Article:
Associated Press , Published October 28 2013
Asian carp reproduce in Great Lakes watershed
An analysis of four grass carp captured last year in Ohio's Sandusky River, a tributary of Lake Erie, found they had spent their entire lives there and were not introduced through means such as stocking, according to researchers with the U.S. Geological Survey and Bowling Green State University.
Grass carp are among four species imported from Asia decades ago to control algae and unwanted plants in controlled settings such as sewage treatment lagoons. They escaped into the wild and have spread into the Mississippi and other rivers and lakes across the nation's heartland.
Of greatest concern in the Great Lakes region are bighead and silver carp, prolific breeders that gobble huge amounts of plankton — tiny plants and animals that are vital to aquatic food chains. Scientists say if they gain a foothold in the lakes, they could spread widely and destabilize a fishing industry valued at $7 billion.
Grass carp are less worrisome because they eat larger plants instead of plankton and don't compete with native species, although they could harm valuable wetland vegetation where some fish spawn.
But because all Asian carp species require similar conditions to reproduce successfully, the Sandusky River discovery suggests it's likely that any of them could spawn there and in many other Great Lakes tributaries, said Duane Chapman, a USGS fisheries biologist and member of the research team.
"It's bad news," Chapman said. "It would have been a lot easier to control these fish if they'd been limited in the number of places where they could spawn. This makes our job harder. It doesn't make it impossible, but it makes it harder."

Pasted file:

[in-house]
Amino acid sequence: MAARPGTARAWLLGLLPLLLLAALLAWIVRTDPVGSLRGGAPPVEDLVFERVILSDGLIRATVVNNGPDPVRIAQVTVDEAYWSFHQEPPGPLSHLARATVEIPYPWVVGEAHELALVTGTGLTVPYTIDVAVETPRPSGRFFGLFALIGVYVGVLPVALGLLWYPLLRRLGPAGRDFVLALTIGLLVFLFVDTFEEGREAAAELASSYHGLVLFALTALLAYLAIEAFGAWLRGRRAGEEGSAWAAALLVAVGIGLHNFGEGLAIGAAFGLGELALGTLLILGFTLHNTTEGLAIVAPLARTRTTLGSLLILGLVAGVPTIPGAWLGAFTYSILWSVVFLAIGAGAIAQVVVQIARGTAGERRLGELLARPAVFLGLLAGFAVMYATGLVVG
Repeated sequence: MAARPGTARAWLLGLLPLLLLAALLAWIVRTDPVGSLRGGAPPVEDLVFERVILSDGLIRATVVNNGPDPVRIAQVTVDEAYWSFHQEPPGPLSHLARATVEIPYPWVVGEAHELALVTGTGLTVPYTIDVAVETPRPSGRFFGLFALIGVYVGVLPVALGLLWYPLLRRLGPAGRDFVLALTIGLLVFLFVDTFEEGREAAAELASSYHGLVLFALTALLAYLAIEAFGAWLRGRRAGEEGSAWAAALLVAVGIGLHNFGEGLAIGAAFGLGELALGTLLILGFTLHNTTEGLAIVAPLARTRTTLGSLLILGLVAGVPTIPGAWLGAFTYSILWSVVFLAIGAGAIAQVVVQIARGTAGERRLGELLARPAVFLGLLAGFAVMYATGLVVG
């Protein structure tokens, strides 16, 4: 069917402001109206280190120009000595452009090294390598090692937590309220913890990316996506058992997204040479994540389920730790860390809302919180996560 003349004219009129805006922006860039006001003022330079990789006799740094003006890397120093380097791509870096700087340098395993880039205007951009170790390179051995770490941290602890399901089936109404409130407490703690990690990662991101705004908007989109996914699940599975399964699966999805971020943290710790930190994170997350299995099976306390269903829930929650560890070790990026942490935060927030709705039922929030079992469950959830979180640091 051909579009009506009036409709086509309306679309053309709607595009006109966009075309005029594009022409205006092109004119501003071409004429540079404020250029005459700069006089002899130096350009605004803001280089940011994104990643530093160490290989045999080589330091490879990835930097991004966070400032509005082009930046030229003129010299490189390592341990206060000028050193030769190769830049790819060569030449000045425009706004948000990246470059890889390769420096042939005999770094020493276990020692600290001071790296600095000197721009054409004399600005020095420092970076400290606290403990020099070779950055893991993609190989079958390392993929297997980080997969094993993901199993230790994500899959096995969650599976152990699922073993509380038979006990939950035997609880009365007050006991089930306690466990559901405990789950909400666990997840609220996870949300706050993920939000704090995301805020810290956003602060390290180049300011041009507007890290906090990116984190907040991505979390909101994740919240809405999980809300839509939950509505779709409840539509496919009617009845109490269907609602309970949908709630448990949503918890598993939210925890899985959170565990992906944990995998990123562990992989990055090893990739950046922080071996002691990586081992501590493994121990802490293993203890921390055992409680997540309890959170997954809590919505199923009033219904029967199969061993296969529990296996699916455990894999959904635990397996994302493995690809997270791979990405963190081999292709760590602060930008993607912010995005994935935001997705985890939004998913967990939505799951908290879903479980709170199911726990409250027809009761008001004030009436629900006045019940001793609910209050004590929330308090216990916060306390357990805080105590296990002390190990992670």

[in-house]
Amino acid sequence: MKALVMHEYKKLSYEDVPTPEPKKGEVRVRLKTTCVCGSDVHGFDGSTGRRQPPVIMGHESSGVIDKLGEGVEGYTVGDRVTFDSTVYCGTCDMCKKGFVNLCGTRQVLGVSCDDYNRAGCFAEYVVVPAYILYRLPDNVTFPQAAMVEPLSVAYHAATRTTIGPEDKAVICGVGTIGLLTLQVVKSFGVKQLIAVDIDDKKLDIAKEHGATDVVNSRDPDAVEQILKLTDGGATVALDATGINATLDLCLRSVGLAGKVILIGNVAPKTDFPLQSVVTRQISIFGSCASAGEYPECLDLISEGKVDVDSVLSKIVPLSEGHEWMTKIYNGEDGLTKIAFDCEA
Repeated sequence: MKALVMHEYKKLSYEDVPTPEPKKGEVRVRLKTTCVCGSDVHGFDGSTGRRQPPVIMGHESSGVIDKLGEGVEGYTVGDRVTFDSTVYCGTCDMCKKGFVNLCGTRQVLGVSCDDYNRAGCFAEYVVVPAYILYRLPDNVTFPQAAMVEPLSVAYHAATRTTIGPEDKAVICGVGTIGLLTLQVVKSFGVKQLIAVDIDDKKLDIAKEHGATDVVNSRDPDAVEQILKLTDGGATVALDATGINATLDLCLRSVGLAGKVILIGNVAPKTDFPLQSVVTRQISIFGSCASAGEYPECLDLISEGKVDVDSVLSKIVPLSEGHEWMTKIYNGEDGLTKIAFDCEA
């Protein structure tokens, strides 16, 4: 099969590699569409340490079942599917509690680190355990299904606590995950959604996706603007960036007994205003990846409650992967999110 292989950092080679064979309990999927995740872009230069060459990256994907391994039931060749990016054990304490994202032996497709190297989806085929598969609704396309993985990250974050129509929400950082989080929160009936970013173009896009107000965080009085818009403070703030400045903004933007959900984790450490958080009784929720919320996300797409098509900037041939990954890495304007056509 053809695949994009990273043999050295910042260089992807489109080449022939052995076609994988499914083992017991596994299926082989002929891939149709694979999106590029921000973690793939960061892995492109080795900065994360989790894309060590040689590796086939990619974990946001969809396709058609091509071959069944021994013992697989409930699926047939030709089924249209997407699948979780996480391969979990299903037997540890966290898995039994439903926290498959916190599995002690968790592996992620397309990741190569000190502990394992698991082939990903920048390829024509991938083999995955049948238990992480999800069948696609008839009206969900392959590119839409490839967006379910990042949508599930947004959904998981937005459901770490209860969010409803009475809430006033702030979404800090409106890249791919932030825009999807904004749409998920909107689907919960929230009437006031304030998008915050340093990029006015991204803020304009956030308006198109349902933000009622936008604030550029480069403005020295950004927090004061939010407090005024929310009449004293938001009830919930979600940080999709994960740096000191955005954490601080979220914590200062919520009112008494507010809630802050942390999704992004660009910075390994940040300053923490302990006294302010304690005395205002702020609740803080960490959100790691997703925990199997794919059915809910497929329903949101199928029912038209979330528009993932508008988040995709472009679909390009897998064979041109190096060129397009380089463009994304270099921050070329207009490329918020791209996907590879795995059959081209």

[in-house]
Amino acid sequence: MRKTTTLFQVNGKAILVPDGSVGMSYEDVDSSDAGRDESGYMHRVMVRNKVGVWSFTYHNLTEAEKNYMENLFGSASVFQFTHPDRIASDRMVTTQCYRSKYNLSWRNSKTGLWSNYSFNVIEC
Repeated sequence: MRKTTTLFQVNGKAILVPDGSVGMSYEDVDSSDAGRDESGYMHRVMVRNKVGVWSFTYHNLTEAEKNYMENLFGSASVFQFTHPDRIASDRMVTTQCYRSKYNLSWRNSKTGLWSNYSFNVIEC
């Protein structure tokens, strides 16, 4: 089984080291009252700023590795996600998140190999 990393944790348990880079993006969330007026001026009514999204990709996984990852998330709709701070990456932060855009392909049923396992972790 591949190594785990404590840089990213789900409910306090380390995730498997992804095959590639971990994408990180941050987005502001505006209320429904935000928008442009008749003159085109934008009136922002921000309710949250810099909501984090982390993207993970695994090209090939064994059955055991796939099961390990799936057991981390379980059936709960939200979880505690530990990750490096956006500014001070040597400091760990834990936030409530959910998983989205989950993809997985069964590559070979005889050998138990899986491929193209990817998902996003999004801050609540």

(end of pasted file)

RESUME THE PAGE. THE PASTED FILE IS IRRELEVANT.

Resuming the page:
The Obama administration has spent nearly $200 million to shield the lakes, focusing primarily on an electrified barrier and other measures in Chicago-area waterways that offer a pathway from the carp-infested Mississippi River watershed to Lake Michigan. Critics say more is needed and are pressing to physically separate the two systems.
The U.S. Army Corps of Engineers is scheduled to release a report in coming months on a long-term solution.
John Goss, who heads the White House Council on Environmental Quality's Asian carp program, said sterile grass carp have been found in the Great Lakes for years. But the discovery that they can reproduce within the watershed "reinforces why we must continue to execute the aggressive strategy to keep silver and bighead carp out of the Great Lakes that we have been pursuing for the past three and a half years," he said.
A commercial fisherman captured four small grass carp from the Sandusky River in 2012. Chapman and his colleagues determined they were at least a year old and could become spawning adults.
The scientists also examined bones in the fishes' heads called "otoliths" that indicate the chemistry of the waters they've inhabited, and they compared them with otoliths of farmed fish. The analysis confirmed the grass carp were hatched through natural reproduction in the river.
To spawn successfully, Asian carp need rivers of a certain length with currents that keep their eggs drifting long enough to hatch. Researchers are fine-tuning computer models that can determine the likelihood that a particular river is suitable.
A few years ago, scientists believed that perhaps two dozen rivers in the Great Lakes watershed offered good spawning habitat. But the grass carp analysis and other recent findings suggest the number may be considerably higher, Chapman said. He and others are developing a list.
"It also means that many more reservoirs in the United States are at risk of Asian carp establishment," he said.
The Sandusky River has about 15 miles of flowing waters accessible to the grass carp — a shorter stretch than experts previously believed necessary for spawning.
"This is further evidence that we can't underestimate the flexibility that Asian carps have to become acclimated to and even adapt to environments outside their native range," said Reuben Goforth, a Purdue University scientist who has studied the carp but wasn't involved with the USGS project.
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